Daughter, Jo, playing the fool behind
my new stairs

I still have to finish varnishing them and putting anti-slip strips on them before I test Sindy's abilities to get up and down, but I'm praying she can manage it. I should say the slope looks sharper in the photo than it really is, so wish me luck.

My daughter  came to help me screw all the treads in and again, we had a lot of fun. Then since the afternoon was so gorgeous, we also went for a spuddle in my rowing boat. This became quite hilarious as Jo is a stronger rower than I am (I should also mention my oar had holes in it…it did!) Added to that, the current was running very fast so much of the time we were going either round in circles, veering into other barges or even going backwards. I think we provided quite a bit of entertainment for the other harbour residents too (note to self: must practise). So to sign off, here are a few pics of our spuddle taken with the ubiquitous smart phone. Have a good weekend allemaal

Spuddling on a gorgeous September afternoon

Monday, September 08, 2014

Wonderful World Harbour Days

I mentioned in my last post that I had to vacate the helling early this time round because the harbour management wanted to use the slipway as part of the World Harbour Days celebrations. I am happy to report they did just that…and it was truly amazing. In fact, I think I can honestly say this year's event in the Oude Haven was one of the best ever…and we've had a few!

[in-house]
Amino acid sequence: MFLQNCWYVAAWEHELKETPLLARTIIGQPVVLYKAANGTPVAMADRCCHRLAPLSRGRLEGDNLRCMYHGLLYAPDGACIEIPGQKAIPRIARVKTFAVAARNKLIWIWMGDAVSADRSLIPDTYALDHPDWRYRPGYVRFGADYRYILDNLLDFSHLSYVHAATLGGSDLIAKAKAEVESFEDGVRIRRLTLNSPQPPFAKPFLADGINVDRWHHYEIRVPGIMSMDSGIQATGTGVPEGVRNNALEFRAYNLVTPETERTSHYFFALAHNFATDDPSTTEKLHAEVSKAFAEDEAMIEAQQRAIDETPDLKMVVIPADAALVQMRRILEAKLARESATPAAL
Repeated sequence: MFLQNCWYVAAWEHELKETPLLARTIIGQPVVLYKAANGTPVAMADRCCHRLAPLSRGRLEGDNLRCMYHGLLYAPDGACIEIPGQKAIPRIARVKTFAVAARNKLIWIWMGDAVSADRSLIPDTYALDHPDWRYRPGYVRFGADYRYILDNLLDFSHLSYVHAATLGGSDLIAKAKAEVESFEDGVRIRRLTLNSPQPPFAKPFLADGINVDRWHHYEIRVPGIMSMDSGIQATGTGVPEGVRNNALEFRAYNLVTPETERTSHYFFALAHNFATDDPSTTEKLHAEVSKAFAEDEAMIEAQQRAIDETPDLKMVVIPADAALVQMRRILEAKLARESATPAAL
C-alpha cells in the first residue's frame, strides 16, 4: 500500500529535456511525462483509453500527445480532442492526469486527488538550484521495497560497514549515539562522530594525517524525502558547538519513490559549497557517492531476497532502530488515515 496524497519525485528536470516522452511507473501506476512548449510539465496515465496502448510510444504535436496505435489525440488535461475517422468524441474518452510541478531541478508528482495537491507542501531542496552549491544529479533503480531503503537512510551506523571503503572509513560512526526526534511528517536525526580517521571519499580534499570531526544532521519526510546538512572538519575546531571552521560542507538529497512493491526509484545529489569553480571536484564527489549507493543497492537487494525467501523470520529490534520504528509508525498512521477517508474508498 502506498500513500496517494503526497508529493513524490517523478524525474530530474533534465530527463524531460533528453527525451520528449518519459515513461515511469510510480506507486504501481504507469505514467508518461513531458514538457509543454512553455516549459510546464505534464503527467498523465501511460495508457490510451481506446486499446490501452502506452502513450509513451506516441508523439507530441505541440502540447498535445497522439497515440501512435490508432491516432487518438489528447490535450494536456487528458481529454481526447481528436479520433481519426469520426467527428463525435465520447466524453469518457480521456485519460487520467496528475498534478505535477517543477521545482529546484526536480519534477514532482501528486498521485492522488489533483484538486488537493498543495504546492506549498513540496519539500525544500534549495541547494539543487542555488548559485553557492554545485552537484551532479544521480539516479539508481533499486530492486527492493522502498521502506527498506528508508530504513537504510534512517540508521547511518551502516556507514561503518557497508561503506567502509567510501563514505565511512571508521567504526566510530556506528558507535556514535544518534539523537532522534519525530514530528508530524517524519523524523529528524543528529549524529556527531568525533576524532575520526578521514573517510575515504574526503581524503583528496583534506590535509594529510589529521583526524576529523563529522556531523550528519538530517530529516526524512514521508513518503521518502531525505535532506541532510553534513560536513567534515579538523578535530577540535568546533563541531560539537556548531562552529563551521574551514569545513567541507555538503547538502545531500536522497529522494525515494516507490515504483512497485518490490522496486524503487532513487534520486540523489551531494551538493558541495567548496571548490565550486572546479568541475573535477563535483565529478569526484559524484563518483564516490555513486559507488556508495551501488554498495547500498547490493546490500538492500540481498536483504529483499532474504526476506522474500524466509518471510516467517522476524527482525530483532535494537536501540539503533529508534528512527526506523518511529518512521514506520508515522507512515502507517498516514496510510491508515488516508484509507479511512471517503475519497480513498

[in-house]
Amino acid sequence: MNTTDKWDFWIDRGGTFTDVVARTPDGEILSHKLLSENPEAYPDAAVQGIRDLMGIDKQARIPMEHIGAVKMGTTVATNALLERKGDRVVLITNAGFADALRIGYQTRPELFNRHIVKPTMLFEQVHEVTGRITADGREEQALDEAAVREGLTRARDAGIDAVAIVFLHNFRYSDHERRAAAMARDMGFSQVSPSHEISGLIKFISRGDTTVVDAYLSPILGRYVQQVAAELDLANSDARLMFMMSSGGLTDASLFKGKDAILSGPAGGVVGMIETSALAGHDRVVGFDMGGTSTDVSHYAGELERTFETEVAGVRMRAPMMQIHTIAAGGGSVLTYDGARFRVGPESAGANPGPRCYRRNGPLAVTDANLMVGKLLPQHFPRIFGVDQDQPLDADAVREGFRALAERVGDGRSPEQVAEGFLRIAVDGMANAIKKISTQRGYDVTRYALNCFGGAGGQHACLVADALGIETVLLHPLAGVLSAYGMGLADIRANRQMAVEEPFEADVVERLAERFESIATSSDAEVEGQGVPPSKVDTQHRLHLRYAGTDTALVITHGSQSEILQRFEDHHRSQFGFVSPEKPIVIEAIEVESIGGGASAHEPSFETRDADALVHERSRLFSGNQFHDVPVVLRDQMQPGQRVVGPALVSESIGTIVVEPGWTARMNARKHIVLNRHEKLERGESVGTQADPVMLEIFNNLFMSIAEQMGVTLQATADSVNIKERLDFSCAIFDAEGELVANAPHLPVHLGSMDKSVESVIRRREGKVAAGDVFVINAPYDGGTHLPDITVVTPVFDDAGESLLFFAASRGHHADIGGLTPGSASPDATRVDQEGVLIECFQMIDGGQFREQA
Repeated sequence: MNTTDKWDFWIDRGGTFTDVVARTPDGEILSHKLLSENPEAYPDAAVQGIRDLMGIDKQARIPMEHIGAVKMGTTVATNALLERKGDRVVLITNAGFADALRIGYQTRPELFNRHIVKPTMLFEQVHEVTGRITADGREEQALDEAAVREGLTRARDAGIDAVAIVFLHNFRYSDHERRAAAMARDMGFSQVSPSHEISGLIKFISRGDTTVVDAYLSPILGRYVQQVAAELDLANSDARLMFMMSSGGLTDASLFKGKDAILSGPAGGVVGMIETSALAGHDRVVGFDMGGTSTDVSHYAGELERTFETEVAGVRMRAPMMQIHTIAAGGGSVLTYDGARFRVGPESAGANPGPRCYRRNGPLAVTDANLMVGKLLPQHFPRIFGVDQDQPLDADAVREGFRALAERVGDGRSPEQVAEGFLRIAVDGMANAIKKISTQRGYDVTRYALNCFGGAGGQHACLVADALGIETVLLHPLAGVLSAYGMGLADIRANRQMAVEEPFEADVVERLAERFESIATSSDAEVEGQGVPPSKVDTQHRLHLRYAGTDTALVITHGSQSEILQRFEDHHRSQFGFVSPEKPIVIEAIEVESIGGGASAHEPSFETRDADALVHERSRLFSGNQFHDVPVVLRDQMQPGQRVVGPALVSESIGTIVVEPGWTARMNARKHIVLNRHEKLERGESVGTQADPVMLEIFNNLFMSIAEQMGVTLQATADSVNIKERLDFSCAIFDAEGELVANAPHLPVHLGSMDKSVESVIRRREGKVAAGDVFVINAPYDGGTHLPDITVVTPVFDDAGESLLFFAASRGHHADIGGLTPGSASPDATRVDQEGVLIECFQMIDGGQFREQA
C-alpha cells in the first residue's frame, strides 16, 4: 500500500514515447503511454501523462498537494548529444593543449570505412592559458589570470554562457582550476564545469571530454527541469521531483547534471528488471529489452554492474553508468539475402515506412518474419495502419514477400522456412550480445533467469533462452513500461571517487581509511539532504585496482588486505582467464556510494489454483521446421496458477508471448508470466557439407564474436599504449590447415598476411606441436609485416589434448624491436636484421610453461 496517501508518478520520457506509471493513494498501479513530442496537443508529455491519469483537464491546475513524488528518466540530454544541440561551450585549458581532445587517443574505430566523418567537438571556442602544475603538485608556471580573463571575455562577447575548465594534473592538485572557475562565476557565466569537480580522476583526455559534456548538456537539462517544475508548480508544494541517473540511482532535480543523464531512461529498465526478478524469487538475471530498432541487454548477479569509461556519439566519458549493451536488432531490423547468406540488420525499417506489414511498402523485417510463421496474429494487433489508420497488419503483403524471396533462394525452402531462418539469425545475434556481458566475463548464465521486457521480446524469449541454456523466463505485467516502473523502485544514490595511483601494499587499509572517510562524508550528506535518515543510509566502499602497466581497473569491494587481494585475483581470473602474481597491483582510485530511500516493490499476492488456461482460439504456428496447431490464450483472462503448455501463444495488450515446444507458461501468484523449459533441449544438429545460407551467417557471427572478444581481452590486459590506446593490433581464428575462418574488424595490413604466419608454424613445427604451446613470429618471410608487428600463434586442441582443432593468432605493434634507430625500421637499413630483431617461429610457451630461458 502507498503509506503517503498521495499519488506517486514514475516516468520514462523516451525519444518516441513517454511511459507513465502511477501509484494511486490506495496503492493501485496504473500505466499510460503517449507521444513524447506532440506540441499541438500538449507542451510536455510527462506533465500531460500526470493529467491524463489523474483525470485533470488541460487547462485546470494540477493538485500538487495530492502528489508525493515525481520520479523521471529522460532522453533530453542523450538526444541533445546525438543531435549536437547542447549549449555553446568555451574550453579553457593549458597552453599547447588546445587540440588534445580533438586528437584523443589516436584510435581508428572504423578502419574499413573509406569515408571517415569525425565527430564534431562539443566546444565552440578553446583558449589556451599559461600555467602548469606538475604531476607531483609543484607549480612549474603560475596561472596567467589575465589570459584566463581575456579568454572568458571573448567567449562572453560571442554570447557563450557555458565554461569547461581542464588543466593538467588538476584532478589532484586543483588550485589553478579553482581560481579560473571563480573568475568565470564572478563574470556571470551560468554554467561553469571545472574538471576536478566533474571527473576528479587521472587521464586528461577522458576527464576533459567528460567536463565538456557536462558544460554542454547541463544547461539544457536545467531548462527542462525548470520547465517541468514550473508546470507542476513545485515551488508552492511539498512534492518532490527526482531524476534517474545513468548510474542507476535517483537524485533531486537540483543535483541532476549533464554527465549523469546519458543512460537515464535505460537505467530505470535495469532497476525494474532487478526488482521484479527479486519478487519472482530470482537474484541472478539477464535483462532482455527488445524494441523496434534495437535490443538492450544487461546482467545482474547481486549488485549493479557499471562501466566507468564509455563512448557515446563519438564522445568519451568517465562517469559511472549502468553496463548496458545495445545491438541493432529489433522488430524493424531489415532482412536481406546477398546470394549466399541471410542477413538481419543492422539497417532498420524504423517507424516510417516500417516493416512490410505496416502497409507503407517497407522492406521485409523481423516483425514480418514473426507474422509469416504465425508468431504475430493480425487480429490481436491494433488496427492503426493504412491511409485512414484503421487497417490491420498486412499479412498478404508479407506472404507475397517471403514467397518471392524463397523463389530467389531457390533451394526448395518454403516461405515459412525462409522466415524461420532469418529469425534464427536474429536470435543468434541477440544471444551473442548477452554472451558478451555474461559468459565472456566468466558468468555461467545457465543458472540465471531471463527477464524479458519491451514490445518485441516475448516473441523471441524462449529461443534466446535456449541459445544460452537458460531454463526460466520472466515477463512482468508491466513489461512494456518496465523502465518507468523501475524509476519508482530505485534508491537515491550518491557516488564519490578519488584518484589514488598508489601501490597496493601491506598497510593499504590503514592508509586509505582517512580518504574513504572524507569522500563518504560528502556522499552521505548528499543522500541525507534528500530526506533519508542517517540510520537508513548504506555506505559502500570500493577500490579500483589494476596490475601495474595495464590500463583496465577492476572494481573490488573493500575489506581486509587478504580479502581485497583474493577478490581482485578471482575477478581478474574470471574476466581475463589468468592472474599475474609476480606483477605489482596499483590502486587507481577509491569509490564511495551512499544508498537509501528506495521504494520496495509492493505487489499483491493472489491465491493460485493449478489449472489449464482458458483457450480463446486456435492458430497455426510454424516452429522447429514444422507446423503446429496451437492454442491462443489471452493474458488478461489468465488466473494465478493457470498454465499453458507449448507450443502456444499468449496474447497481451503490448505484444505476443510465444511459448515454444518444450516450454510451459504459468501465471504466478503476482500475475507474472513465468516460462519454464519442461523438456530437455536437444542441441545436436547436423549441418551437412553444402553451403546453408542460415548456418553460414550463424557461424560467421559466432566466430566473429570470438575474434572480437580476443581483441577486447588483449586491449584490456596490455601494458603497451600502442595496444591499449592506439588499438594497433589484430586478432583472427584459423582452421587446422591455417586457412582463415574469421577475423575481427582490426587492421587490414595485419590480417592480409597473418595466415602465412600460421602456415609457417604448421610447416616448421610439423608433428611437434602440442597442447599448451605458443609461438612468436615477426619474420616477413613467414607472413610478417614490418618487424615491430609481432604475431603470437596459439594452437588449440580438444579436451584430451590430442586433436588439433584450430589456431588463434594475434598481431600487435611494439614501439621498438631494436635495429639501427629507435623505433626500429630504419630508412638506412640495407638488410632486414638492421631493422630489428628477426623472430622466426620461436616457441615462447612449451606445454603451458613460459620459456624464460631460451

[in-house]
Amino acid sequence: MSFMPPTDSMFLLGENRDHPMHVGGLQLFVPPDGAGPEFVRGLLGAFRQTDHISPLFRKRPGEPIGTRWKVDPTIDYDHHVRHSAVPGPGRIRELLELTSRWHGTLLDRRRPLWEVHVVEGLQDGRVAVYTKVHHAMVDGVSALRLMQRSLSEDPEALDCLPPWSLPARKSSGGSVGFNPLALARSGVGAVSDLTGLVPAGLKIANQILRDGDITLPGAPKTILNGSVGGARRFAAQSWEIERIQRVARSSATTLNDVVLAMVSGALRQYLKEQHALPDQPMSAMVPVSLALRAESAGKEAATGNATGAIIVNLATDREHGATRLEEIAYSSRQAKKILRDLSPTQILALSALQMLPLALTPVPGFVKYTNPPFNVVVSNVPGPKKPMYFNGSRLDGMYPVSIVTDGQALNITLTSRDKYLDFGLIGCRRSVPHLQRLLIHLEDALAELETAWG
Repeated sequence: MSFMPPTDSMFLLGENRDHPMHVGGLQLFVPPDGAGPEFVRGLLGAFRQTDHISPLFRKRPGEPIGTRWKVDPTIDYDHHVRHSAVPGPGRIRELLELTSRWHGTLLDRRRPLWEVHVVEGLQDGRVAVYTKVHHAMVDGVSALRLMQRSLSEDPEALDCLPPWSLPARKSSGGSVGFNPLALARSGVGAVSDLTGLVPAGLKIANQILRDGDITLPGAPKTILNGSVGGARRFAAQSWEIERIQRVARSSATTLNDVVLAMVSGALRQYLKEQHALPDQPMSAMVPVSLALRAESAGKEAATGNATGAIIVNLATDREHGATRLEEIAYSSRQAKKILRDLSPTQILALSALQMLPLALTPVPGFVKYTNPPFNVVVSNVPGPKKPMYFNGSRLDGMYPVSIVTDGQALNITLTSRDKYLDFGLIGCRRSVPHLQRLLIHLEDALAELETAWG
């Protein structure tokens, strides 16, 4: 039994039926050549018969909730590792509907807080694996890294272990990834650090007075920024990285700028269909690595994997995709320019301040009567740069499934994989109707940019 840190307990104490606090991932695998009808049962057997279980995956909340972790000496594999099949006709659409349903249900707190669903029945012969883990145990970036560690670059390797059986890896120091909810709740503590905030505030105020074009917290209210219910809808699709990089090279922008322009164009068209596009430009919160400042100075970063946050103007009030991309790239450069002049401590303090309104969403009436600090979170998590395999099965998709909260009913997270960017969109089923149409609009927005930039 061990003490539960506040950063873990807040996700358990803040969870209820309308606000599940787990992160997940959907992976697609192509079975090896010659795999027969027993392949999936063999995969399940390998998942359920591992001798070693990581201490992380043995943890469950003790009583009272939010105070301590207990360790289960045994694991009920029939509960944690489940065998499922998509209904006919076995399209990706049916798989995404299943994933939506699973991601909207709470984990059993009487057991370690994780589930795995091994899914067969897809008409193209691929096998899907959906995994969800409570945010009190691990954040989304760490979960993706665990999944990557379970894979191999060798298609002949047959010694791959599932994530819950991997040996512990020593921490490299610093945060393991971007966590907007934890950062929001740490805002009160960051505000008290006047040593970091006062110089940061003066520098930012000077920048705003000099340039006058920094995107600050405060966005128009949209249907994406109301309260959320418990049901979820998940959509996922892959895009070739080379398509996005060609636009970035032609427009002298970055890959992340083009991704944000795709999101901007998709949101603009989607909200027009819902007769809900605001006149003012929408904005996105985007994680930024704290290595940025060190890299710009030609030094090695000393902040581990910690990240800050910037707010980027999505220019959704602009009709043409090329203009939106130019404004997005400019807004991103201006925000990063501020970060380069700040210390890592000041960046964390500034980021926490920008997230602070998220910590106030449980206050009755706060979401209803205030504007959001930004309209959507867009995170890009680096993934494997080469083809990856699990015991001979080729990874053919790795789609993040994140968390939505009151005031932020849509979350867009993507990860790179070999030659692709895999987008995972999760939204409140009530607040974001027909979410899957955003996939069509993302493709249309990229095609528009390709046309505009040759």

Normally at this event, Koos and I, together with members of the family, take the Vereeniging on a lap of honour of the five harbours that make up our outdoor museum complex. But this year, even though we fixed the engine problem (see last post), we found our departure was blocked by a row of barges and tugboats right across the entrances (or exits) on both sides, so we couldn't leave our mooring. We didn't mind though. We just climbed in my little rowing boat with an electric outboard motor instead, and wove our way between the other vessels to see what was going on.

Our exit was blocked by boats 
I've published many of these photos elsewhere, but to really explain what was going on needs a few words as well. For that, you can't beat a blog!

Sunday's event was what was called a toeterconcert. Apparently, these are not unusual in Holland, probably because there are so many boats with horns, but what happened was this: a collection of brass bands gathered on a huge pontoon barge which was set halfway up the slipway (which I'd vacated last Friday). They were directed by a conductor from one of the boats in the harbour by means of a microphone and loudspeaker. They played a number of pieces with great enthusiasm if not much finesse, and at intervals they were joined by the barges and boats hooting their horns.

A collection of brass bands gathered on a pontoon
halfway up the slipway
It was a marvellous cacophony. I just loved it. Small boats were filled with people just hovering in the harbour listening to this vivid, slightly out of tune, but crazily vibrant music. The jetties, bridges and terraces were packed. Everyone was spellbound. And smiling broadly.

Small boats filled with onlookers

People watched from the bridges and terraces

Harbour families watching from their rowing boats

Then at one point, a trumpeter standing high on the platform of a fire-fighting tugboat, played a magnificent solo. It was quite breathtaking. The whole show ended with the same boat creating a huge fountain of spray with its high pressure hose. What a fitting end!